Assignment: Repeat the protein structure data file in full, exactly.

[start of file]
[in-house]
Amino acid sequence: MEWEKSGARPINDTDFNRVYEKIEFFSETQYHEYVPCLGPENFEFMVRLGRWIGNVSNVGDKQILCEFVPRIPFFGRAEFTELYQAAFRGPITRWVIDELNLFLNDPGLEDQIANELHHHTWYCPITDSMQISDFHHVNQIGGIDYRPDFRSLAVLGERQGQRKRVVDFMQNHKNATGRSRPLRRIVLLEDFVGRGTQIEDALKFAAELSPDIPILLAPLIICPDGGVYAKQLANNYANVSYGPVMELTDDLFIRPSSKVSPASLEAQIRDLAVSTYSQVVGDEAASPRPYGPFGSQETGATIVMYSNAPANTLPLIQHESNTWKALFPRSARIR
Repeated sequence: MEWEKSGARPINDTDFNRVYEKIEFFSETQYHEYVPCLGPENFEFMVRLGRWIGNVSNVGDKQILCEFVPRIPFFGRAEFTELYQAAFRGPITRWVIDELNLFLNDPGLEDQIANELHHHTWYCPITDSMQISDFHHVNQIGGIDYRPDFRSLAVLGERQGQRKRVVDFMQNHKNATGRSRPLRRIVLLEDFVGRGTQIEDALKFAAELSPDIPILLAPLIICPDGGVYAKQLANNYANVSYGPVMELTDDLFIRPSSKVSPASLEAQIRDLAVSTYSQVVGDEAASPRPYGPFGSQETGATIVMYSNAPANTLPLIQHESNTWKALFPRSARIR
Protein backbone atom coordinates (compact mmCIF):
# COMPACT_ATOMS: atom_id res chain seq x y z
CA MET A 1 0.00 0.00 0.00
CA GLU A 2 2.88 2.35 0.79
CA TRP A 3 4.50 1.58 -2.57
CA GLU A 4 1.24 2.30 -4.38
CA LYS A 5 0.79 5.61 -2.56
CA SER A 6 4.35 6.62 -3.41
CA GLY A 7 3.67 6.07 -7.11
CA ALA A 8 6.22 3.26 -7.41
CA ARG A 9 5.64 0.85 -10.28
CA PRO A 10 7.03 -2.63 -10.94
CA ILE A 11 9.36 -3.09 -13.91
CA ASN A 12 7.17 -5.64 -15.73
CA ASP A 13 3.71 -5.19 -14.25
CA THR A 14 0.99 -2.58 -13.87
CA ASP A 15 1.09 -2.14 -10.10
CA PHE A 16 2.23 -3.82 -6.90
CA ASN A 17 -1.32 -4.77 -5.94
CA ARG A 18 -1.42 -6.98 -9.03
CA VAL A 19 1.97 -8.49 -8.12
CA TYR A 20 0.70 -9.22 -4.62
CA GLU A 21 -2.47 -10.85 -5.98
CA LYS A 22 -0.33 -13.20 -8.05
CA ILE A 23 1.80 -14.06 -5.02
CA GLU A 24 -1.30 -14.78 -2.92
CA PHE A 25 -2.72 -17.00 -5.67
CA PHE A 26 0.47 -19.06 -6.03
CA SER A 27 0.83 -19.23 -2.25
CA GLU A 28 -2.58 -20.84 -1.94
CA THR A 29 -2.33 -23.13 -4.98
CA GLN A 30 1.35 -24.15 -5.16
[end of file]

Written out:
[in-house]
Amino acid sequence: MEWEKSGARPINDTDFNRVYEKIEFFSETQYHEYVPCLGPENFEFMVRLGRWIGNVSNVGDKQILCEFVPRIPFFGRAEFTELYQAAFRGPITRWVIDELNLFLNDPGLEDQIANELHHHTWYCPITDSMQISDFHHVNQIGGIDYRPDFRSLAVLGERQGQRKRVVDFMQNHKNATGRSRPLRRIVLLEDFVGRGTQIEDALKFAAELSPDIPILLAPLIICPDGGVYAKQLANNYANVSYGPVMELTDDLFIRPSSKVSPASLEAQIRDLAVSTYSQVVGDEAASPRPYGPFGSQETGATIVMYSNAPANTLPLIQHESNTWKALFPRSARIR
Repeated sequence: MEWEKSGARPINDTDFNRVYEKIEFFSETQYHEYVPCLGPENFEFMVRLGRWIGNVSNVGDKQILCEFVPRIPFFGRAEFTELYQAAFRGPITRWVIDELNLFLNDPGLEDQIANELHHHTWYCPITDSMQISDFHHVNQIGGIDYRPDFRSLAVLGERQGQRKRVVDFMQNHKNATGRSRPLRRIVLLEDFVGRGTQIEDALKFAAELSPDIPILLAPLIICPDGGVYAKQLANNYANVSYGPVMELTDDLFIRPSSKVSPASLEAQIRDLAVSTYSQVVGDEAASPRPYGPFGSQETGATIVMYSNAPANTLPLIQHESNTWKALFPRSARIR
Protein backbone atom coordinates (compact mmCIF):
# COMPACT_ATOMS: atom_id res chain seq x y z
CA MET A 1 0.00 0.00 0.00
CA GLU A 2 2.88 2.35 0.79
CA TRP A 3 4.50 1.58 -2.57
CA GLU A 4 1.24 2.30 -4.38
CA LYS A 5 0.79 5.61 -2.56
CA SER A 6 4.35 6.62 -3.41
CA GLY A 7 3.67 6.07 -7.11
CA ALA A 8 6.22 3.26 -7.41
CA ARG A 9 5.64 0.85 -10.28
CA PRO A 10 7.03 -2.63 -10.94
CA ILE A 11 9.36 -3.09 -13.91
CA ASN A 12 7.17 -5.64 -15.73
CA ASP A 13 3.71 -5.19 -14.25
CA THR A 14 0.99 -2.58 -13.87
CA ASP A 15 1.09 -2.14 -10.10
CA PHE A 16 2.23 -3.82 -6.90
CA ASN A 17 -1.32 -4.77 -5.94
CA ARG A 18 -1.42 -6.98 -9.03
CA VAL A 19 1.97 -8.49 -8.12
CA TYR A 20 0.70 -9.22 -4.62
CA GLU A 21 -2.47 -10.85 -5.98
CA LYS A 22 -0.33 -13.20 -8.05
CA ILE A 23 1.80 -14.06 -5.02
CA GLU A 24 -1.30 -14.78 -2.92
CA PHE A 25 -2.72 -17.00 -5.67
CA PHE A 26 0.47 -19.06 -6.03
CA SER A 27 0.83 -19.23 -2.25
CA GLU A 28 -2.58 -20.84 -1.94
CA THR A 29 -2.33 -23.13 -4.98
CA GLN A 30 1.35 -24.15 -5.16